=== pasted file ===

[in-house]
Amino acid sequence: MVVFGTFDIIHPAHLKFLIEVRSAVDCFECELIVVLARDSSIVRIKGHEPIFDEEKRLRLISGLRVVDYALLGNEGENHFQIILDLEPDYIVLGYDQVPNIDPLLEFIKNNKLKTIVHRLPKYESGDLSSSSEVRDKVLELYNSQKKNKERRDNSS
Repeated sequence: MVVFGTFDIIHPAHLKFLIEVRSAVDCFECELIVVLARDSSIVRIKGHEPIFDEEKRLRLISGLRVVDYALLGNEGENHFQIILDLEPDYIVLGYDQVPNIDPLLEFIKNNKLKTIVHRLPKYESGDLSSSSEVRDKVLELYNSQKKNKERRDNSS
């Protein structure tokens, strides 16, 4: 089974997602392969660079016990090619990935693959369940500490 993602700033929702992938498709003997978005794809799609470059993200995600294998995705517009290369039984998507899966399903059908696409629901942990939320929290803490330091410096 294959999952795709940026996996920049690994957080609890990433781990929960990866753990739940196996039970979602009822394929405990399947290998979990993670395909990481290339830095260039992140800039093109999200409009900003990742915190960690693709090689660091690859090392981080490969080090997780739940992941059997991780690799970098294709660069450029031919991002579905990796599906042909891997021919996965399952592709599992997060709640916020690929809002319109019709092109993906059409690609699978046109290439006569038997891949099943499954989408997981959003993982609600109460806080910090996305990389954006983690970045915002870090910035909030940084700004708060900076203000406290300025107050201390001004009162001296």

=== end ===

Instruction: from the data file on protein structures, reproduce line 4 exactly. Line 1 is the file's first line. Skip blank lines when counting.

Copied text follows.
């Protein structure tokens, strides 16, 4: 089974997602392969660079016990090619990935693959369940500490 993602700033929702992938498709003997978005794809799609470059993200995600294998995705517009290369039984998507899966399903059908696409629901942990939320929290803490330091410096 294959999952795709940026996996920049690994957080609890990433781990929960990866753990739940196996039970979602009822394929405990399947290998979990993670395909990481290339830095260039992140800039093109999200409009900003990742915190960690693709090689660091690859090392981080490969080090997780739940992941059997991780690799970098294709660069450029031919991002579905990796599906042909891997021919996965399952592709599992997060709640916020690929809002319109019709092109993906059409690609699978046109290439006569038997891949099943499954989408997981959003993982609600109460806080910090996305990389954006983690970045915002870090910035909030940084700004708060900076203000406290300025107050201390001004009162001296």